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As part of an ongoing project for the Hartwood Acres Park sculpture restoration, McKay Lodge Conservation Laboratory recently finished recoating a large outdoor sculpture, Large Escargot, 1982 by artist David Hayes. The sculpture is 17 feet high x 12 feet x 15 feet.

Large Escargot, 1982, David Hayes Image Courtesy of Hartwood Acres Instagram

Hartwood Acres Park is a 629 acre park located in Pittsburgh, Pennsylvania that was historically designed as a country estate for an equestrian family. The sculptures in the park were installed in 1980, and were now in need of conservation intervention. Jim Gwinner, Conservator of Public Art and Sculpture, performed an assessment to determine which artworks in Hartwood Acres Park were most in need of treatment.

Large Escargot arrives at lab, the failing paint and corrosion are visible before treatment

Large Escargot was just one of several artworks that were included in the Hartwood Acres sculpture restoration project. The sculpture when originally installed has three main forms, each painted a different primary color. Over the years, the sculpture endured the elements, and in time, the artwork by David Hayes was in need of treatment. The paint was chalked and flaking, and the metal substrate was actively rusting.

Large Escargot along with other sculptures were deinstalled and transported to the McKay Lodge Conservation Laboratory facilities just outside of Cleveland, Ohio to begin the Hartwood Acres Park conservation project. The project was certainly on a monumental scale, with nearly six large outdoor sculptures; however, the nearly 50-acre conservation lab facility is well-equipped to handle such tasks.

Failing paint and corrosion are cleared from the surface with abrasive media blasting

For Large Ecargot, the failing coating was removed with abrasive blasting; the process not only removes failing paint and corrosion but also creates a surface (or profile) on the metal so that new paint layers can adequately bond to the substrate.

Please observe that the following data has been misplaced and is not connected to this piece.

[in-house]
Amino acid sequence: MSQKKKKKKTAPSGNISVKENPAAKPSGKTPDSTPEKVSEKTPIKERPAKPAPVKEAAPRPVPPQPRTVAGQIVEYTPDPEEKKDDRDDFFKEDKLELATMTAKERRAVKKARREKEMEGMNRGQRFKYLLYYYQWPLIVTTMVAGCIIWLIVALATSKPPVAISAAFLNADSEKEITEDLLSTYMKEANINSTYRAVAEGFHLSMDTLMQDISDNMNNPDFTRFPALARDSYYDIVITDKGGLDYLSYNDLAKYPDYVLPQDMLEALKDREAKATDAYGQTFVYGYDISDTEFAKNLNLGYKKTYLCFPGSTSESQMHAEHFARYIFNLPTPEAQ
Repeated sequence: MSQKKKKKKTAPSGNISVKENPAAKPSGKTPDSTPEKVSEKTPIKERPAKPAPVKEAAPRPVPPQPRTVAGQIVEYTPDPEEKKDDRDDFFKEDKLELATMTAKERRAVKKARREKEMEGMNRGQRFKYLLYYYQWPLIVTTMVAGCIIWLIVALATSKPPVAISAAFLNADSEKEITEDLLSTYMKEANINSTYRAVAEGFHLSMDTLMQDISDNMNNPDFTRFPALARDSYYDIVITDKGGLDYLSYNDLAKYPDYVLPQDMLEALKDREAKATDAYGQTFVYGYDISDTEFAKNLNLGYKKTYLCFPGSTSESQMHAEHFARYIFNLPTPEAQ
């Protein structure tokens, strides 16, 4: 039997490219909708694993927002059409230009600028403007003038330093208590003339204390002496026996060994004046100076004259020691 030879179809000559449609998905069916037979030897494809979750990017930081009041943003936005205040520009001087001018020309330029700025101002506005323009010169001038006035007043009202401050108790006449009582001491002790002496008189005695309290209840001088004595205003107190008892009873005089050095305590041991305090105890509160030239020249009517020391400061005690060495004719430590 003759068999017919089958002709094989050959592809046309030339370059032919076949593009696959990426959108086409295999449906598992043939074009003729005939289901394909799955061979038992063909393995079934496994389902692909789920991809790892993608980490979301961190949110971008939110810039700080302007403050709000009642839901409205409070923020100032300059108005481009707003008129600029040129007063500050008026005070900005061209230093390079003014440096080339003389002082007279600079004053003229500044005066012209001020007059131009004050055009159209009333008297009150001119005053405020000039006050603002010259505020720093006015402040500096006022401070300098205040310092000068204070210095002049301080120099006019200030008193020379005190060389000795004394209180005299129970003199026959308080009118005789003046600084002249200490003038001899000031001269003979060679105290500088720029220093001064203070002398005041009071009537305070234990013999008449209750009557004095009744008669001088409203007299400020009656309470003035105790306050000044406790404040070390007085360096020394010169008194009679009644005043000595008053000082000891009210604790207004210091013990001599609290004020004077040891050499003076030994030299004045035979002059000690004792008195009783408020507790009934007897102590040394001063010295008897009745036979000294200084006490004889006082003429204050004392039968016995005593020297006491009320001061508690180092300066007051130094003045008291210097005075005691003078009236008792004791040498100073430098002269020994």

Lodge applies the first coat of red paint

Emmett Lodge, NACE Certified Coatings Inspector and experienced coatings applicator, performed the recoating of the large outdoor sculpture. The process involved not only a spray application, but some painting by hand. After treatment, Large Escargot by David Hayes appears with the original palette of primary colors which accentuate its curving forms. Lodge certainly “snailed” it.

Lodge applies blue paint around the edges by hand

Though the recoating of the large outdoor sculpture was now complete, it must wait for its reinstallation. Several other artworks as part of the Hartwood Acres Park sculpture restoration project are still in progress.

After treatment, the original color and gloss are restored, but reinstallation must wait for now

The late artist David Hayes was born in Connecticut in 1931. He received his M.F.A at Indiana University, studying with Robert Laurent, Alton Pickens, and David Smith. As described in the artist’s bio sketch, “he has some 400 exhibitions and is included in over 100 institutional collections including those of the Modern Museum of Art and the Guggenheim Museum in New York.”

Stay tuned for future blogs as the entire Hartwood Acres Conservation project will be shared.

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